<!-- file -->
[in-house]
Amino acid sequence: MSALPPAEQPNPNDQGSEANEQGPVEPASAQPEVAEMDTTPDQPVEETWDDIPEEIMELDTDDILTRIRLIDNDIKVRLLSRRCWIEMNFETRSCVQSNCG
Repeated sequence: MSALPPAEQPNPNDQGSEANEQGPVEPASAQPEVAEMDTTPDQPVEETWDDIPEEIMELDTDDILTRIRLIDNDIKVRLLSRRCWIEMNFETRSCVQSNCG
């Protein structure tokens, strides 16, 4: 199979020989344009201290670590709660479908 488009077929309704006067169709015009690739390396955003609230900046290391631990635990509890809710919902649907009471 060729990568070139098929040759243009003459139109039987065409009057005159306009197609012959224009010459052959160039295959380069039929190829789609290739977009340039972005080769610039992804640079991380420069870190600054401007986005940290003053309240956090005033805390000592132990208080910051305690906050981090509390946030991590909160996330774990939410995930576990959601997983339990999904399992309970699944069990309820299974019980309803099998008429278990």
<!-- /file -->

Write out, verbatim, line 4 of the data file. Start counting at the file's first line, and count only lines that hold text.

């Protein structure tokens, strides 16, 4: 199979020989344009201290670590709660479908 488009077929309704006067169709015009690739390396955003609230900046290391631990635990509890809710919902649907009471 060729990568070139098929040759243009003459139109039987065409009057005159306009197609012959224009010459052959160039295959380069039929190829789609290739977009340039972005080769610039992804640079991380420069870190600054401007986005940290003053309240956090005033805390000592132990208080910051305690906050981090509390946030991590909160996330774990939410995930576990959601997983339990999904399992309970699944069990309820299974019980309803099998008429278990």